Read more about six types of difficult workmates and how to work with them effectively.
How inspired and motivated do you feel when being told step-by-step how to do your job?
Micromanagers sap freedom from their employees and can make them feel inadequate – often unknowingly. Their actions eliminate any autonomy, creativity or satisfaction in their workers achievements.
Micromanagement comes from a fear-based, competitive culture that makes managers fear mistakes or through the manager having their own fears and anxieties that creates the need for control. So, addressing the culture can go a long way to support leaders who micro-manage.
For leaders themselves, coaching can be an excellent support to help them form new, healthier ways of leading their teams.
9. Unfair remuneration
How loyal, inspired and motivated will you be to a person or organisation that doesn't appreciate you back?
Whether below market or inequitable between colleagues, unfair pay sends a message that an employee’s contribution is less valued.
Successful organisations pay employees “as much as they can reasonably afford”. They believe that paying market (or above) is one way of saying we value you. It can help attract and retain incredible talent – assuming all other factors are equal.
10. No career growth
If you are stuck in the same job with no prospects of a future challenge, then you are likely to get bored, stale and not further your skills.
Give employees opportunities for growth.
This doesn't necessarily mean a promotion. Changes in responsibility, new learning opportunities and new skills can help stretch them and make them feel like they are progressing.
11. An unsupportive boss
Did you know that 58% of people trust strangers more than they trust their boss?
A boss that cares about you, has your back, inspires you and earns loyalty. Conversely, one that is unsupportive, couldn’t care about you as a person or what you do each day makes their team members feel insignificant.
Unsupportive bosses can have their "own stuff" going on. Maybe they are busy fighting political fires. Perhaps they have their own unsupportive boss. Or they could be hamstrung in what they can do, are bored themselves or are just not wired to be people leaders.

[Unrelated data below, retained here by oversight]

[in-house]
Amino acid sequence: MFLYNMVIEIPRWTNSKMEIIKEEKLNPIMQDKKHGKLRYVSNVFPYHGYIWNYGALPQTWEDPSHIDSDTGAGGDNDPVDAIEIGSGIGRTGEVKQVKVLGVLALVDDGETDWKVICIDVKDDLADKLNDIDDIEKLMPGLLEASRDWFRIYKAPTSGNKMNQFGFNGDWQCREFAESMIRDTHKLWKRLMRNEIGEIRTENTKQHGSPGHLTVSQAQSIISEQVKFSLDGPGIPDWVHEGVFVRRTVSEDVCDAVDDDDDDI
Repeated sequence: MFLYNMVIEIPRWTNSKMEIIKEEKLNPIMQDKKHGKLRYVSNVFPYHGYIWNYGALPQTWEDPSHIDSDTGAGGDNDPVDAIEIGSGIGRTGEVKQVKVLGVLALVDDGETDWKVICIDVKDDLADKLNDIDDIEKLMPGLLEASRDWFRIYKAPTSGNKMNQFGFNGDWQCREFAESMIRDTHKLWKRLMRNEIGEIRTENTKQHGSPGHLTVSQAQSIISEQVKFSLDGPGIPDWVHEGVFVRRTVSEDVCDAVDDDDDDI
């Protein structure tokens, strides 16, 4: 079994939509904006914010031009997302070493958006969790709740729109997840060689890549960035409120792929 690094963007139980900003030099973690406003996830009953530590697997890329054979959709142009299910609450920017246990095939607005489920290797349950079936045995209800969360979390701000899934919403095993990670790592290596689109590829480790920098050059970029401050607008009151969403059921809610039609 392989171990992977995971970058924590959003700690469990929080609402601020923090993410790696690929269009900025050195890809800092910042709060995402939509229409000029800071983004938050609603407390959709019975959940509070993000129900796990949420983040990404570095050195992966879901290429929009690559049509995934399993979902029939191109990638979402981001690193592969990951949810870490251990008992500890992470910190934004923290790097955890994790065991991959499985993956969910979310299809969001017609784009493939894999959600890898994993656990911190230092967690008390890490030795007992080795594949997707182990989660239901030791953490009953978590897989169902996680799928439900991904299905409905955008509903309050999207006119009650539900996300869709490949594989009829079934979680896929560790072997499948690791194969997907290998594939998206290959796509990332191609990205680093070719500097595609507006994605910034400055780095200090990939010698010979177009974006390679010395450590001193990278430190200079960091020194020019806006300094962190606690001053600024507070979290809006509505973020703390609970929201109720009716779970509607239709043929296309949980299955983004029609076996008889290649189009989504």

So, determine whether the root cause is the boss or the business. Once you know this, you can address the issues preventing them from being the best leader they can be.
Read more about types of bad bosses and how to deal with them.
12. Moving goalposts
Imagine a ship is steering towards the Antarctic, then it shifts to North America and then again to Asia and employees just “end up at sea”. Nothing gets achieved; there is endless energy invested in each change and no outcome. Plus there are limits to how long employees can swim!
Take time to set the strategy and go for it. Yes, market conditions can change, and adaptability is needed, but needless change just ends up frustrating team members who end up feeling like they accomplish nothing.
13. Stringent Rules
In 2016, PWC banished its dress code. If their employees couldn't be trusted to dress appropriately, how could they be trusted to make good decisions about the business? Makes sense, doesn't it?
Stringent rules have a significant impact on workplace culture and can be a significant workplace demotivation trigger. They can hinder creativity, innovation, discourage problem solving and initiative, which are all needed to curb workplace demotivation.
14. Lack of appreciation
79% of people who quit their job cited a lack of appreciation as their number one reason for leaving the workplace.
Rewarded behaviour gets repeated. If you want your team members to be motivated and excited, consider an appropriate reward. It goes a long way to show you value their efforts.
15. Too much work
Ever had so much work you weren't even sure where to begin, so you did nothing? Then the work continues to pile up, and you spend time planning how to get it done while more keeps piling up. This vicious cycle leads to being overwhelmed and burnt out. And let's face it, what overwhelmed and burnt out employee is highly motivated?